Idaho water levels hopefully turning around after recent rain

Credit: Mike di Donato/ KTVB

Idaho water levels hopefully turning around after recent rain

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by Stephanie Zepelin

Bio | Email | Follow: @ktvbstephanie

KTVB.COM

Posted on February 14, 2014 at 10:33 PM

Updated Friday, Feb 14 at 11:31 PM

BOISE -- Folks with the Idaho Department of Water Resources said they are more optimistic about water levels in Idaho after this recent rainfall.

During the snow season, from about January to April, the Idaho Department of Water Resources meets monthly to discuss the state's water resources. Friday, they had one of their more encouraging meetings, with more precipitation in the last week and more in the forecast.

"2010, 11, and 12 were pretty good years for water, average or slightly above," said Rick Raymondi with the Idaho Department of Water Resources. "But 2013 and going into this year, we were pretty dry, so much below normal, and it was a cause for concern for water users around the state."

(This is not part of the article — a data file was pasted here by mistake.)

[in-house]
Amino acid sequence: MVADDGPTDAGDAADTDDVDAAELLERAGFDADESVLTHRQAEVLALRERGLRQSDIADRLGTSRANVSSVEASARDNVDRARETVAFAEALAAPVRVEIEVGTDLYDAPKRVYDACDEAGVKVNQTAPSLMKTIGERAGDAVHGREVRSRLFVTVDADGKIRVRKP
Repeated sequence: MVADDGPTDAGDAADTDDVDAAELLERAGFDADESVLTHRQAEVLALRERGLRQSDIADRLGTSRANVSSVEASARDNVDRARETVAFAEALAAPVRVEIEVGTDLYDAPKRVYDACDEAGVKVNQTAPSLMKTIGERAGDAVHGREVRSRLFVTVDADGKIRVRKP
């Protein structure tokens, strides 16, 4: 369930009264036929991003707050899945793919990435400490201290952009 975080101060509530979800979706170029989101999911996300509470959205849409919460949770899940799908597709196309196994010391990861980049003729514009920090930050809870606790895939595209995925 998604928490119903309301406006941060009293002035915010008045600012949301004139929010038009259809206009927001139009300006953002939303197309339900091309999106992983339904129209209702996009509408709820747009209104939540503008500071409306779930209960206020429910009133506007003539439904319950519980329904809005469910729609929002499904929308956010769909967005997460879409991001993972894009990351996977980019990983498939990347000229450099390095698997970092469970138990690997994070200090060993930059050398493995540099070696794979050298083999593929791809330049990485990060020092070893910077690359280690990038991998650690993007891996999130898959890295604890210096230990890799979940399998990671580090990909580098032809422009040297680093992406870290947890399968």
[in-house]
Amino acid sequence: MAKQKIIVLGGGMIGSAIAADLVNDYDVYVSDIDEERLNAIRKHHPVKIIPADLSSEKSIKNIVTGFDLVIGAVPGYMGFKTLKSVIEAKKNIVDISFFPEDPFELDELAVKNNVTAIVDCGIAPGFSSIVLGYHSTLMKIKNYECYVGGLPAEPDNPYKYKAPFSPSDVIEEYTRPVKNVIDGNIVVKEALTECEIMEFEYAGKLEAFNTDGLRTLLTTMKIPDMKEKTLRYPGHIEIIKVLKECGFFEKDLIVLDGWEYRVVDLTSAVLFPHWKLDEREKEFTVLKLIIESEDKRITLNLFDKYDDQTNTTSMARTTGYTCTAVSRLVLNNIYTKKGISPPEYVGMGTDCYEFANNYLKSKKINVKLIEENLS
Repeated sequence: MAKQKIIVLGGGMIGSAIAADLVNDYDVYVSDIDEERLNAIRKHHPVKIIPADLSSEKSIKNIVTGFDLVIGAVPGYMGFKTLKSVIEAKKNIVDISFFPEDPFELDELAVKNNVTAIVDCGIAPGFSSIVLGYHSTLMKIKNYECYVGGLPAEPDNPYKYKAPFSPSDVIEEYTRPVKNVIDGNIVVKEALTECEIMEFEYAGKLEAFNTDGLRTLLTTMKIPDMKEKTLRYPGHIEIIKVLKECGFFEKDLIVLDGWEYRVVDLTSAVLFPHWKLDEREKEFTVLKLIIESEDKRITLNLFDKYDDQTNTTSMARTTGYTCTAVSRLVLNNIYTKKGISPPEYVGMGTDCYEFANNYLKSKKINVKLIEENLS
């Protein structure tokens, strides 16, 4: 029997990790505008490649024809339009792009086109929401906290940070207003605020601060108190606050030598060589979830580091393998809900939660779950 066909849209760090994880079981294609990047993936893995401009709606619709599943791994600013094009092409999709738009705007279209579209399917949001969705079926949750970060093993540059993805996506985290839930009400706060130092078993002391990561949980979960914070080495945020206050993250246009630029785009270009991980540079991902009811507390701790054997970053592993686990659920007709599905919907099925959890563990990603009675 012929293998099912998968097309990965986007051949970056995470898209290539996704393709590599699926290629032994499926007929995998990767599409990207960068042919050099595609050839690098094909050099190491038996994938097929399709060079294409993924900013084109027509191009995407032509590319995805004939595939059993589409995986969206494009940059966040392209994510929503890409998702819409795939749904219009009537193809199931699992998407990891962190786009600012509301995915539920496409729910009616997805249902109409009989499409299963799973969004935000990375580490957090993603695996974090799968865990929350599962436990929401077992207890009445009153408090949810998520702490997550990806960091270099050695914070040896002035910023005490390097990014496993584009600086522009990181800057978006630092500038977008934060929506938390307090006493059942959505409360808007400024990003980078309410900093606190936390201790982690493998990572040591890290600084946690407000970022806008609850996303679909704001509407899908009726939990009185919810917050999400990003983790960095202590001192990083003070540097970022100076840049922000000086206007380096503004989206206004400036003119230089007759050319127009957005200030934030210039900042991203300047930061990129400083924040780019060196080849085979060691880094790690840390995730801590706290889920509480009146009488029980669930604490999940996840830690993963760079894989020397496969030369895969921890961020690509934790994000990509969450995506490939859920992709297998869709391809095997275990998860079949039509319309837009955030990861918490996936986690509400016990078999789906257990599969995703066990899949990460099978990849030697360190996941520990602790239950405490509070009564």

Even after a bad water year in 2013, Raymondi said some parts of the state fared better than others.

"The far Eastern end of the state, the upper Snake Basins were in the best shape, and the worst conditions were in the Owyhee Basin here in the Southwest part of the state," he said.

Raymondi said this is because the mountains in this area are lower and the storm tracks do not hit this area as hard. Therefore, water managers were glad to have some precipitation over the past week.

"During the last 10 days or so, things have begun to change and improve," Raymondi said.

Raymondi said a turnaround like this is not typical, but has happened in the past.

"We were very encouraged and we were hoping that we'd start seeing increases in the snow pack and reservoir contents and it steadily increased, and we're becoming more optimistic as the days go on when we continue to get this precipitation," he said.

They are expecting more precipitation, especially over the next five days.

Raymondi said they would like to get even more rain, but water levels would have to get a lot worse to have a effect of the average water use.

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